Communicating Ocean Change is a bi-weekly discussion-starter intended for individuals who are interested in exploring ways of communicating the complex science of ocean change. It is created for an internal audience at the New England Aquarium, but also shared here with colleagues across the country.
Question for interpreters: Can you think of good metaphors to describe ocean acidification? Imagine you are filling buckets to build a sand castle on the shore. Then someone begins to remove the sand from your buckets faster than you can add to your castle. Then you realize that the waves are beginning to lap at your castle. You are trying to build your castle, but someone is taking away your building material, while another force erodes your creation capacity.
The following news article, Ocean Acid Threatens Food Chain, reveals some current ocean acidification research as it relates to little-known, but highly significant creatures, the Pteropods. They are tiny, exquisite, and are critical at the base of the food web. As we study the impact of ocean acidification on their delicate shells, we learn more about the potential broader implications of changing ocean chemistry.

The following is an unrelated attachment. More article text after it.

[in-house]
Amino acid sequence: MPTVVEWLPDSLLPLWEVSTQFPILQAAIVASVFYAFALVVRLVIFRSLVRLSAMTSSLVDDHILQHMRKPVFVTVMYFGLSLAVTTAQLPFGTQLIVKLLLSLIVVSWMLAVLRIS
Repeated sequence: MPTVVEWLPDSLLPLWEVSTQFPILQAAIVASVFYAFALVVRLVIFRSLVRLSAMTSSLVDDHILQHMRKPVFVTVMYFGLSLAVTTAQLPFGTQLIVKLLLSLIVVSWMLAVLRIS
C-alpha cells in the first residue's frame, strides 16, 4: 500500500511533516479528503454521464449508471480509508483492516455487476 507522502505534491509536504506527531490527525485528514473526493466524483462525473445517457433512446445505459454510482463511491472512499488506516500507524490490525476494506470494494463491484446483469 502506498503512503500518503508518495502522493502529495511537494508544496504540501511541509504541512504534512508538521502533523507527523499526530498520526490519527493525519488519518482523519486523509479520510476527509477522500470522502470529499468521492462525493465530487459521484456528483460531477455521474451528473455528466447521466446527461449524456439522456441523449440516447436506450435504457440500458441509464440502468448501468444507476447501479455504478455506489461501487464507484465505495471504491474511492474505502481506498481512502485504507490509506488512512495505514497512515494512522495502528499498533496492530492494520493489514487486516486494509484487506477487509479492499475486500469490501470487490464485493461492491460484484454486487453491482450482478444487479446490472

Members of the informal science community across the U.S. are discussing how to communicate the concept of ocean acidification to our audiences in ways that are both positive and effective. In particular, we are discussing using causal chains and metaphors as techniques to help us convey complex messages.
A causal chain describes a sequence of linked events, one causing the next, from an initial factor to a final effect. For instance, this is an example of a causal chain for ocean acidification:
- Carbon dioxide enters the atmosphere when we burn fossil fuels like gasoline, natural gas, coal and oil. We burn these fossil fuels for electricity, transportation, heating, cooling and manufacturing.
- Much of the carbon dioxide stays in the atmosphere, but about 1/3 is absorbed by the oceans.
- As it is absorbed, the carbon dioxide combines with water to form carbonic acid. That makes the oceans more acidic—a process called “acidification.”
- Many shelled animals use calcium carbonate to make their shells. As carbonic acid is formed and ocean water becomes more acidic, less calcium carbonate is available to aquatic animals.
- Acidification makes it harder for many species to build the shells they need to survive.
- An increase in acidity may erode shells that have already been built.
How has ocean acidification been addressed in your conversations?